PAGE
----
I think the comparison of index mutual fund investors to those of ETFs is a bit simplistic. Unlike mutual funds, which are purchased by retail investors with the intention of holding for the long-term, the motivation for buying ETFs varies according to the type of investor. Some are passive investors who intend to hold ETFs in an indexed portfolio for the long-term. But most ETF buyers and sellers are traders who hope to profit from short-term movements. The popularity of ETFs with traders can be seen in the contrast in volume between Vanguard and iShares ETFs that track the same index. Despite charging less than half in fees, Vanguard ETFs such as the Emerging Markets ETF (VWO) and Europe Pacific ETF (VEA) have much lower trading volume than their corresponding iShares ETFs. Long-term investors would care more about the lower fees but traders would be primarily concerned with liquidity and low bid/ask spreads, not a MER difference of a few tenths of a basis point. Therefore, it shouldn’t be entirely surprising that, as a group, the returns from trading badly trail the overall market.

CIBC Index Mutual Funds

February 19, 2009

26 comments

At first glance, index mutual funds available from CIBC sport expenses that are a bit on the high side. Unlike TD e-Series funds, which charge MERs ranging from 0.31 to 0.48, CIBC’s index funds charge MERs that are about 1%. But as a reader pointed out the other day, CIBC offers a management fee distribution discount of 0.63% for investors who hold more than $150,000 in their index mutual funds. Investors with more than $500,000 in CIBC index funds can get a discount of 0.68%. According to CIBC the discount “is calculated and accrued daily and distributed to investors as a special distribution that is reinvested in additional units of the relevant Fund on a quarterly basis”.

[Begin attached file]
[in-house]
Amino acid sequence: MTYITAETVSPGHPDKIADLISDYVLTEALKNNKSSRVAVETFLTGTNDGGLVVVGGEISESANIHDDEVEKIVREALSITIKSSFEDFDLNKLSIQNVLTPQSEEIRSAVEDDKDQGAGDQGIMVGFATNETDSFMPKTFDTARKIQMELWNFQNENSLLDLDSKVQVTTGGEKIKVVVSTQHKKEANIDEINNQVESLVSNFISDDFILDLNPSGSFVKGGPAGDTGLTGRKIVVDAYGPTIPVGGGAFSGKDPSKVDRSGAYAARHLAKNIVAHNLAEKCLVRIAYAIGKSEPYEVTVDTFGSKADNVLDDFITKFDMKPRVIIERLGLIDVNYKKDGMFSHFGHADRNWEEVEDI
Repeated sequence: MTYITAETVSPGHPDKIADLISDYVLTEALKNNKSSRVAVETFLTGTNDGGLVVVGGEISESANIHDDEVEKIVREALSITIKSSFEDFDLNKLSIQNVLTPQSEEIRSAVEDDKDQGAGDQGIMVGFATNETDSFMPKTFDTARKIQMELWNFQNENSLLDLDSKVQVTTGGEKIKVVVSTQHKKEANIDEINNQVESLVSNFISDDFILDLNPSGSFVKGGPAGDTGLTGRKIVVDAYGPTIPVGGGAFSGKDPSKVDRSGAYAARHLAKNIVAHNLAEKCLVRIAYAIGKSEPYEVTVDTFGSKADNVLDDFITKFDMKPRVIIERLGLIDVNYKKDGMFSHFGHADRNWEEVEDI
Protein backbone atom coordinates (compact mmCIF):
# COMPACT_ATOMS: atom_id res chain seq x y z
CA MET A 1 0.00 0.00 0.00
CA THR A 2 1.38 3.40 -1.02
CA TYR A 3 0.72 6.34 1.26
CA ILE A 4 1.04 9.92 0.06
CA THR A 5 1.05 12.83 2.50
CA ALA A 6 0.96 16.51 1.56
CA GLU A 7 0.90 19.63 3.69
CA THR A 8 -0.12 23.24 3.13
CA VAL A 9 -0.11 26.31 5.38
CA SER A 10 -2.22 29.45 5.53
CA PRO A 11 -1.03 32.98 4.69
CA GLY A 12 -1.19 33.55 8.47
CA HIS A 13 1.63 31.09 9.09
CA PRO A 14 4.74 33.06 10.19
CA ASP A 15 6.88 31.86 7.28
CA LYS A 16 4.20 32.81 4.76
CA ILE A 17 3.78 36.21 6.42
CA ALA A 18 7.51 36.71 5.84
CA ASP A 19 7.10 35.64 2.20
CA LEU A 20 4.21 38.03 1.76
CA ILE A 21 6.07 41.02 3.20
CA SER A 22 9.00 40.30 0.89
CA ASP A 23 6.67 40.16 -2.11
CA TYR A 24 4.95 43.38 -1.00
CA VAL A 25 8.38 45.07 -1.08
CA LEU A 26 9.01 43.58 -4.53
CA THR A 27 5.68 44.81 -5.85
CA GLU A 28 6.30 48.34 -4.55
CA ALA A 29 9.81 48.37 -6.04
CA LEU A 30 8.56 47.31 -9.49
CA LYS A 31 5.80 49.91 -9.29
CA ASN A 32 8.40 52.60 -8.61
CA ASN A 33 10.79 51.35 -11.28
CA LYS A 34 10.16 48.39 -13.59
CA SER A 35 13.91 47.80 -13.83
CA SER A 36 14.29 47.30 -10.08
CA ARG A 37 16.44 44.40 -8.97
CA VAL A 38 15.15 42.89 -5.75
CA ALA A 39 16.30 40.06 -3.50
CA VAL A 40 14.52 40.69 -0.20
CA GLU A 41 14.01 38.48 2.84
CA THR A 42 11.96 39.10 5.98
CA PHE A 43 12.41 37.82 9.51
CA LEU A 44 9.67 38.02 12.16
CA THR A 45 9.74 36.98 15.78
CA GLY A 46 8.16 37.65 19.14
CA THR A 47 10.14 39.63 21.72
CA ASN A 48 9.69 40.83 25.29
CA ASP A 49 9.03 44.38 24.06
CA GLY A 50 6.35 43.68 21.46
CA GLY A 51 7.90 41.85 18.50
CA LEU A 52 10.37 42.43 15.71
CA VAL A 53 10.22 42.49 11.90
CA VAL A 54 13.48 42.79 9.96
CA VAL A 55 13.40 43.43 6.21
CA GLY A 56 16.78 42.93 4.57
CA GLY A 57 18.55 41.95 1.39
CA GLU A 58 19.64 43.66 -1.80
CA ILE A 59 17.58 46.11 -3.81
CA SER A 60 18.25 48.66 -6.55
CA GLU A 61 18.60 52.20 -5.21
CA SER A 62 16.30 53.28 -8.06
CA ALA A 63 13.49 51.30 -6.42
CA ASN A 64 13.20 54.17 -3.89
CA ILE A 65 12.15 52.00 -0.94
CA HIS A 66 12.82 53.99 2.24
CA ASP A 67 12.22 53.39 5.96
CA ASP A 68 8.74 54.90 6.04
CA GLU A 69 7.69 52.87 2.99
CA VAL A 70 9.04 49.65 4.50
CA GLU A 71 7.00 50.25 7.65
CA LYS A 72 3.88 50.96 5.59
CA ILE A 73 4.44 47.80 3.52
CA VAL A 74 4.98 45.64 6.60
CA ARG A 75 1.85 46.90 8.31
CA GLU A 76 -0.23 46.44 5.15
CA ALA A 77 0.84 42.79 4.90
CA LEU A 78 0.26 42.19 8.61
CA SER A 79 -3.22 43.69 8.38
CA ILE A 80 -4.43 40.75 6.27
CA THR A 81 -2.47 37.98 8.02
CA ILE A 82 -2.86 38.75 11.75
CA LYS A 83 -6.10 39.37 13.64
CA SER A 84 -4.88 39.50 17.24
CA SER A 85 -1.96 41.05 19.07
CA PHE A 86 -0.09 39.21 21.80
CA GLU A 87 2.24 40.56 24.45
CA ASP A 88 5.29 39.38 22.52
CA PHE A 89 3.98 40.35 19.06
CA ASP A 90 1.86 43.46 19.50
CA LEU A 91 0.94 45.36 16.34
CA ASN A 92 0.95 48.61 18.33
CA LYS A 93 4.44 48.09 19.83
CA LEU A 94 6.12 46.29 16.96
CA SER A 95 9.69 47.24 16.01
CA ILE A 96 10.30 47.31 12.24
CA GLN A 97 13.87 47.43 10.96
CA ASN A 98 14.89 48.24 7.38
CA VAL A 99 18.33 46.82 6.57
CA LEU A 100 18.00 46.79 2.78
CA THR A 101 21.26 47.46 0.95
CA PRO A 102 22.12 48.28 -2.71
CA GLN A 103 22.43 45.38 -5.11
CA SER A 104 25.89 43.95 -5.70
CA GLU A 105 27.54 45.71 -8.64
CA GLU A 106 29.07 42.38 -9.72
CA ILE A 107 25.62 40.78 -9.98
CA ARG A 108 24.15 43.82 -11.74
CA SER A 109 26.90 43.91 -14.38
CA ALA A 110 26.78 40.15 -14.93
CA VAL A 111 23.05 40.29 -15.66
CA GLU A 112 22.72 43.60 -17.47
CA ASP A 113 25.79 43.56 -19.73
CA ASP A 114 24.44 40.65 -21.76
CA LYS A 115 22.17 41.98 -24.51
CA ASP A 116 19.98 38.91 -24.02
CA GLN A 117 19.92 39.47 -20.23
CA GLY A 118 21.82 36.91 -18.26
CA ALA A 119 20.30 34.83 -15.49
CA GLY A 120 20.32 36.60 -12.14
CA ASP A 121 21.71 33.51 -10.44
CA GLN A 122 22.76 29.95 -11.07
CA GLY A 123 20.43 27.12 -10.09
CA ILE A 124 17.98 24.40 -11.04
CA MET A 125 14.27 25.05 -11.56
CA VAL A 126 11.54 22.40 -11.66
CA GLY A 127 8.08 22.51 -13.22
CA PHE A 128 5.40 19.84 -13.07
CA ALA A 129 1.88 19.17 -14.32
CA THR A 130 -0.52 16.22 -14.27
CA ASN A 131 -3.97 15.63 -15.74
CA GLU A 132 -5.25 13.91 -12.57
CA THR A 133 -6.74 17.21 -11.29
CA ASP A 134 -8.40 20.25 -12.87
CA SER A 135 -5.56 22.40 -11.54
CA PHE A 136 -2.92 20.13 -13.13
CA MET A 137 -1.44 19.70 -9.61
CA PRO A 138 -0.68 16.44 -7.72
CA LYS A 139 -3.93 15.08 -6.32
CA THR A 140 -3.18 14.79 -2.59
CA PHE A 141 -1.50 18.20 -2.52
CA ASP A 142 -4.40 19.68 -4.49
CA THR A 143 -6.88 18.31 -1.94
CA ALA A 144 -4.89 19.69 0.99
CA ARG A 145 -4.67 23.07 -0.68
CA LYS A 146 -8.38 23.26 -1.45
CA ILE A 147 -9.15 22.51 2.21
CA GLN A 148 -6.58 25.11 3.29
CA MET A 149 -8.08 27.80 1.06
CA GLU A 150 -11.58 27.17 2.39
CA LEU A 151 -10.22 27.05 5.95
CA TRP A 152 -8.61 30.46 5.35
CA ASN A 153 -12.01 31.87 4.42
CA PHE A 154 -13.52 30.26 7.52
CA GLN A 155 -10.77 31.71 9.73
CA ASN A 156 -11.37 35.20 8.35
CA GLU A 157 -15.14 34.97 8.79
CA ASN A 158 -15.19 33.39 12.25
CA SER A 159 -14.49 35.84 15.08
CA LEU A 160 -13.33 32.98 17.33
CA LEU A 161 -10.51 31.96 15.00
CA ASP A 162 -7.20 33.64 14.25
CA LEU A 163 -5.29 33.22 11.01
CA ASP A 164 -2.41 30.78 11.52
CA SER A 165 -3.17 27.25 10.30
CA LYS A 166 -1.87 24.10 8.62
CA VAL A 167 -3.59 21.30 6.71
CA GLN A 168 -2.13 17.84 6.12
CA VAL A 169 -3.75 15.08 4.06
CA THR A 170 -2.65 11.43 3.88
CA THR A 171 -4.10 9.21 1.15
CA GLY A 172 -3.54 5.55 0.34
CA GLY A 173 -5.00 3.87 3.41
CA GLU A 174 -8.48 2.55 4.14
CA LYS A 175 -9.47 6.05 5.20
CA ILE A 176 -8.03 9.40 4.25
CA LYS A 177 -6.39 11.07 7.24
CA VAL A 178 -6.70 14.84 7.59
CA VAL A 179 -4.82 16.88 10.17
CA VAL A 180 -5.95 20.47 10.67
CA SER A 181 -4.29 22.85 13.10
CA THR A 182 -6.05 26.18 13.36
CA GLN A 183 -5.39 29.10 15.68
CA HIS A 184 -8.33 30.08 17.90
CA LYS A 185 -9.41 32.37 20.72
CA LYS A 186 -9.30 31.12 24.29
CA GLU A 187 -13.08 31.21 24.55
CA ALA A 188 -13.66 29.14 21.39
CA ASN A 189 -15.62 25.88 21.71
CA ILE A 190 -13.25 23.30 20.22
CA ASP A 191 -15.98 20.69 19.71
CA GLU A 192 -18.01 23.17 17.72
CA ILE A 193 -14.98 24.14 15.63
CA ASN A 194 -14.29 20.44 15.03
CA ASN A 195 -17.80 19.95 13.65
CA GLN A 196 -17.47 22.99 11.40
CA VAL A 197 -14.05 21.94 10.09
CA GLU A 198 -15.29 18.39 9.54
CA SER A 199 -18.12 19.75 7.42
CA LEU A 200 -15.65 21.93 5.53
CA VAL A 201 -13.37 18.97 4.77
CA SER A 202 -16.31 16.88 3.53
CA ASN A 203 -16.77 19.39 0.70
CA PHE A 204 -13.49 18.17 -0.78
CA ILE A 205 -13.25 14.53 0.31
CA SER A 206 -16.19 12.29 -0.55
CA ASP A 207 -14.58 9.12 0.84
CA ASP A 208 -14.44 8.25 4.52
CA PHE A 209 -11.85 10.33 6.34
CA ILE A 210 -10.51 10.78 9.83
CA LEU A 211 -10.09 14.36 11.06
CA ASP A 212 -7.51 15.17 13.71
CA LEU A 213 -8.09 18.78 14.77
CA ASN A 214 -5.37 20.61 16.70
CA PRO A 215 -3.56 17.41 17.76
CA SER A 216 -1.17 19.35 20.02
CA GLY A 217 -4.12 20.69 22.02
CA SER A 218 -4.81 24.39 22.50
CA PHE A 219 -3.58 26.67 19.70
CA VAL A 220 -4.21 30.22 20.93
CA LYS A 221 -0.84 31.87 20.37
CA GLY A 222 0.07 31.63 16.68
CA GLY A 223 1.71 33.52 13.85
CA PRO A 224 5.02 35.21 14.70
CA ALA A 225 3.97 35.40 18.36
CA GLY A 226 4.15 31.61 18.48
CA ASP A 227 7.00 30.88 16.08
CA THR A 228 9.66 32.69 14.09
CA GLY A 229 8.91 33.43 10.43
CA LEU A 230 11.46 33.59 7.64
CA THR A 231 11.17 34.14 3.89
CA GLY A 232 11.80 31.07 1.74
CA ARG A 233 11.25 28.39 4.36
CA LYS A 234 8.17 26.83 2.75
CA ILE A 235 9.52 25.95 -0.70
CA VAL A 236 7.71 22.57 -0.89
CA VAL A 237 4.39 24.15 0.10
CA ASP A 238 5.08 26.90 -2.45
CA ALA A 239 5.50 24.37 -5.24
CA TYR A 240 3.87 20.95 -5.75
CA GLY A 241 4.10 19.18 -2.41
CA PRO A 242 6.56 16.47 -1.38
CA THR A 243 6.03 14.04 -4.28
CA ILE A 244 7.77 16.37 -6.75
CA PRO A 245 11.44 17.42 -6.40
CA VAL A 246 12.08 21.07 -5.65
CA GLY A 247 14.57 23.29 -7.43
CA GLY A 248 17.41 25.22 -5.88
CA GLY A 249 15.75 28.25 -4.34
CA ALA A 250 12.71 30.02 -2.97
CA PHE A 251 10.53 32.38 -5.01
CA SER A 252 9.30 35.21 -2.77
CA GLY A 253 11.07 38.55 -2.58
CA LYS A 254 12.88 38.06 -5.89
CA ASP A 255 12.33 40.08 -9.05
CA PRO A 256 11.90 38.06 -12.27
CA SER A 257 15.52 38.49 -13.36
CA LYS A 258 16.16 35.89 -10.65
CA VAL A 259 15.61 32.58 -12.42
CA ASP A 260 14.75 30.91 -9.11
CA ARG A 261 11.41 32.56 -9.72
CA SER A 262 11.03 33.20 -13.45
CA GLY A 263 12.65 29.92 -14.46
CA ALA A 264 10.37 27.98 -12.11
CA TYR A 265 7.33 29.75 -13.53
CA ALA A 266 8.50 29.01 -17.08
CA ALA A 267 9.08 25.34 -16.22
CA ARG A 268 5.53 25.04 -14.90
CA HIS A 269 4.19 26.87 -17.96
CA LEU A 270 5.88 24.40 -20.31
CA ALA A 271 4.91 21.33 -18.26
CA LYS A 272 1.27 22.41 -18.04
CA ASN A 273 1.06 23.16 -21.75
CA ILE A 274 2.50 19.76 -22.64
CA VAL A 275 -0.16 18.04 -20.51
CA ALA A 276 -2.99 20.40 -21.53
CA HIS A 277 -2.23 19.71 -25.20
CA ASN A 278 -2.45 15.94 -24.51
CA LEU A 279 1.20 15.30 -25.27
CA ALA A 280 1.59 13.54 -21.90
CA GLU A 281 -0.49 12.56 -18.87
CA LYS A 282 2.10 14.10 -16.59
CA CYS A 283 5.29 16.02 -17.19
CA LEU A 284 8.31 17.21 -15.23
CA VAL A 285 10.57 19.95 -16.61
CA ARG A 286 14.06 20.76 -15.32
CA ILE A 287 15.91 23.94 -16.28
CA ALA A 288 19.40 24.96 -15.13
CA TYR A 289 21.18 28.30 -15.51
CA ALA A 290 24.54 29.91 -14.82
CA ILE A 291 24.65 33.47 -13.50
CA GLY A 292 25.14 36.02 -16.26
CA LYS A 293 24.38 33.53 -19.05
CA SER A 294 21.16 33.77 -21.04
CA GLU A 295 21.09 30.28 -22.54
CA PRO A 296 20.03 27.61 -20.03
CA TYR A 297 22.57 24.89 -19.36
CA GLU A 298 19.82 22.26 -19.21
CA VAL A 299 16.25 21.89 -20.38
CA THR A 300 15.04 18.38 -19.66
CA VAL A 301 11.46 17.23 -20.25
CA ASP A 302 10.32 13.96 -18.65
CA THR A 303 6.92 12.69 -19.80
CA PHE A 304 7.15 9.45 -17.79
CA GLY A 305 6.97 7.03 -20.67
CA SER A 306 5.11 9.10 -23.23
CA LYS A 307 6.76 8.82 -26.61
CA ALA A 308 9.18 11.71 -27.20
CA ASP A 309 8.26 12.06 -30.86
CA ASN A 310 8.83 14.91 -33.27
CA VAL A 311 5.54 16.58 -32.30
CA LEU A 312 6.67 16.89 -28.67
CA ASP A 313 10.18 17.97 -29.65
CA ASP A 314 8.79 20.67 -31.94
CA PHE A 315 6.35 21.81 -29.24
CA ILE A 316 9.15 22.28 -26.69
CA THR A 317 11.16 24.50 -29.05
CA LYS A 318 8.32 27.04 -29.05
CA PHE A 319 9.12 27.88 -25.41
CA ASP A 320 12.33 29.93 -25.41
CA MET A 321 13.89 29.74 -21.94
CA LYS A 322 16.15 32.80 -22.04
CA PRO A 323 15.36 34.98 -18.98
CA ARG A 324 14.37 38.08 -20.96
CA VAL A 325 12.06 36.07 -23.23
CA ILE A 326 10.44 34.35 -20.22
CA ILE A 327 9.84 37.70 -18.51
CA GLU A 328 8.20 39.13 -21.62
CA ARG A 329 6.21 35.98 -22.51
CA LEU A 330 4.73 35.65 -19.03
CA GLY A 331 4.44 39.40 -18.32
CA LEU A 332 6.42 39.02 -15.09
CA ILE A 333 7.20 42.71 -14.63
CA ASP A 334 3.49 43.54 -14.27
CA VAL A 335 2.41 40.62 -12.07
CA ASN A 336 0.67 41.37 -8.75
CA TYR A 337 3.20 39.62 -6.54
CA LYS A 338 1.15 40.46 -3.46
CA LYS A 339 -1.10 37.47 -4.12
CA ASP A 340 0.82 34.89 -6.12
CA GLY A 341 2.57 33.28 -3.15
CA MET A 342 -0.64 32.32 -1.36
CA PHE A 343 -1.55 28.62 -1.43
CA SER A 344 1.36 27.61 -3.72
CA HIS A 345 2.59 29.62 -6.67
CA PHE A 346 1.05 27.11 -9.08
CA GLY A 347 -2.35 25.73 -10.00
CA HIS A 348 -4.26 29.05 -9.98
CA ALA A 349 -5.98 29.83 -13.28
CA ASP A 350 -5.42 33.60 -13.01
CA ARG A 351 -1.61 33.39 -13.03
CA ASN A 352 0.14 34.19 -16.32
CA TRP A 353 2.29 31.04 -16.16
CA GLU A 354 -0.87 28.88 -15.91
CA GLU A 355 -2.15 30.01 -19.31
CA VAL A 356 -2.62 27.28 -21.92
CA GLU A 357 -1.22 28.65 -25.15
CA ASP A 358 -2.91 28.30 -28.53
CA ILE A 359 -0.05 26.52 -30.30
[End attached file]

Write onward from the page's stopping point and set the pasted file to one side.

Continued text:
Apart from the MER rebate, CIBC index funds are interesting because the line up includes funds, which track indices, that are not available through TD e-Series funds or Altamira Precision Series funds:

  1. CIBC Canadian Short-Term Bond Fund (CIB489, MER 1.25%) tracks the DEX Short-Term Bond Index.
  2. CIBC Canadian Bond Index Fund (CIB503, MER 1.0%) tracks the DEX Universe Bond Index.
  3. CIBC Canadian Index Fund (CIB300, MER 1.0%) tracks the S&P/TSX Composite Index
  4. CIBC US Broad Market Index Fund (CIB484, MER 1.0%) tracks the Dow Jones Wilshire 5000 index and provides a one-stop exposure to the entire US stock market.
  5. CIBC International Index Fund (CIB510, MER 1.0%) tracks the MSCI EAFE Index, which provides exposure to Europe, Japan and Australia.
  6. CIBC Emerging Markets Index Fund (CIB519, MER 1.2%) tracks the MSCI Emerging Markets Index.

Note that the MERs were obtained from the latest prospectus and do not include discounts that may be applicable. CIBC also has index funds tracking global bonds, the S&P 500, Europe, Japan, Asia-Pacific markets and a balanced index fund. CIBC’s index funds are also available through PC Financial, which offers a rebate of 10 basis points. A comparison of no-load, low-MER index mutual funds is available on Bylo’s website.

Though CIBC’s mutual funds are interesting, passive investors can do better elsewhere. Investors with smaller portfolios will find TD e-Series funds significantly cheaper and those with larger portfolios will find ETFs far cheaper even after accounting for trading commissions.